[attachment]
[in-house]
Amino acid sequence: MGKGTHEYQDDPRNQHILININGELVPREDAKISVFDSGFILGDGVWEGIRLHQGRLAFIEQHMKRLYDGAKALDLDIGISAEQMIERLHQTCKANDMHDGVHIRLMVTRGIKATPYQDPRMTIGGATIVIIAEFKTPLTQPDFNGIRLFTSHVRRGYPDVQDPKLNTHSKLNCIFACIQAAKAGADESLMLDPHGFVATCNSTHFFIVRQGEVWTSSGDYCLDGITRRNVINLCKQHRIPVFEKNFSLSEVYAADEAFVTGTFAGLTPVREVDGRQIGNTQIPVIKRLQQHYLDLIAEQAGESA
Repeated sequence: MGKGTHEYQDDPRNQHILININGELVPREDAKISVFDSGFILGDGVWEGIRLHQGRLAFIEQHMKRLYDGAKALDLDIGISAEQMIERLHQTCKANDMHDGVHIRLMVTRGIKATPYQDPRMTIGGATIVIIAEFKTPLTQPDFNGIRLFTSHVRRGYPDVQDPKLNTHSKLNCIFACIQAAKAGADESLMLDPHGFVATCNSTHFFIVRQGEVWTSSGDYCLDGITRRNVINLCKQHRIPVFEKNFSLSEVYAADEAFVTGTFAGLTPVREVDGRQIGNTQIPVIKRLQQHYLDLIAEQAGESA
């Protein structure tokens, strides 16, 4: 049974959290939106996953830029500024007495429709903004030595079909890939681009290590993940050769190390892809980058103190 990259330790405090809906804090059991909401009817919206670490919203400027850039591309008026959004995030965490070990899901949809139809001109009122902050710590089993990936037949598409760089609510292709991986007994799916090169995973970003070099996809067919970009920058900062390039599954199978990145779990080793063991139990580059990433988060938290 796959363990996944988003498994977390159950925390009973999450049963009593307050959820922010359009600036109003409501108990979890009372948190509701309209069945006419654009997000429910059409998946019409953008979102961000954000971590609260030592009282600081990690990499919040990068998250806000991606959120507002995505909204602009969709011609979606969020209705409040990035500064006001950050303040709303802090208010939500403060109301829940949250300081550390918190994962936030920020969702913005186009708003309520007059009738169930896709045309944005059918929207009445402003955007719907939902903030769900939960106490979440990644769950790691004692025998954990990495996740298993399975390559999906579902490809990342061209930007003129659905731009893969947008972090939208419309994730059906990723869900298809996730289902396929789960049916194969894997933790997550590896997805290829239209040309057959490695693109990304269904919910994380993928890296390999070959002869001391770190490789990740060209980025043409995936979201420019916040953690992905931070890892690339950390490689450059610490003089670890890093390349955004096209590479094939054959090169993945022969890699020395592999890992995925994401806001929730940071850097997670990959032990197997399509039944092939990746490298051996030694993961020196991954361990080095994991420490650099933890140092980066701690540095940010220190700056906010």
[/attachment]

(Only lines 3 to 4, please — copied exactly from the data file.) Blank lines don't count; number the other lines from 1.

Repeated sequence: MGKGTHEYQDDPRNQHILININGELVPREDAKISVFDSGFILGDGVWEGIRLHQGRLAFIEQHMKRLYDGAKALDLDIGISAEQMIERLHQTCKANDMHDGVHIRLMVTRGIKATPYQDPRMTIGGATIVIIAEFKTPLTQPDFNGIRLFTSHVRRGYPDVQDPKLNTHSKLNCIFACIQAAKAGADESLMLDPHGFVATCNSTHFFIVRQGEVWTSSGDYCLDGITRRNVINLCKQHRIPVFEKNFSLSEVYAADEAFVTGTFAGLTPVREVDGRQIGNTQIPVIKRLQQHYLDLIAEQAGESA
């Protein structure tokens, strides 16, 4: 049974959290939106996953830029500024007495429709903004030595079909890939681009290590993940050769190390892809980058103190 990259330790405090809906804090059991909401009817919206670490919203400027850039591309008026959004995030965490070990899901949809139809001109009122902050710590089993990936037949598409760089609510292709991986007994799916090169995973970003070099996809067919970009920058900062390039599954199978990145779990080793063991139990580059990433988060938290 796959363990996944988003498994977390159950925390009973999450049963009593307050959820922010359009600036109003409501108990979890009372948190509701309209069945006419654009997000429910059409998946019409953008979102961000954000971590609260030592009282600081990690990499919040990068998250806000991606959120507002995505909204602009969709011609979606969020209705409040990035500064006001950050303040709303802090208010939500403060109301829940949250300081550390918190994962936030920020969702913005186009708003309520007059009738169930896709045309944005059918929207009445402003955007719907939902903030769900939960106490979440990644769950790691004692025998954990990495996740298993399975390559999906579902490809990342061209930007003129659905731009893969947008972090939208419309994730059906990723869900298809996730289902396929789960049916194969894997933790997550590896997805290829239209040309057959490695693109990304269904919910994380993928890296390999070959002869001391770190490789990740060209980025043409995936979201420019916040953690992905931070890892690339950390490689450059610490003089670890890093390349955004096209590479094939054959090169993945022969890699020395592999890992995925994401806001929730940071850097997670990959032990197997399509039944092939990746490298051996030694993961020196991954361990080095994991420490650099933890140092980066701690540095940010220190700056906010």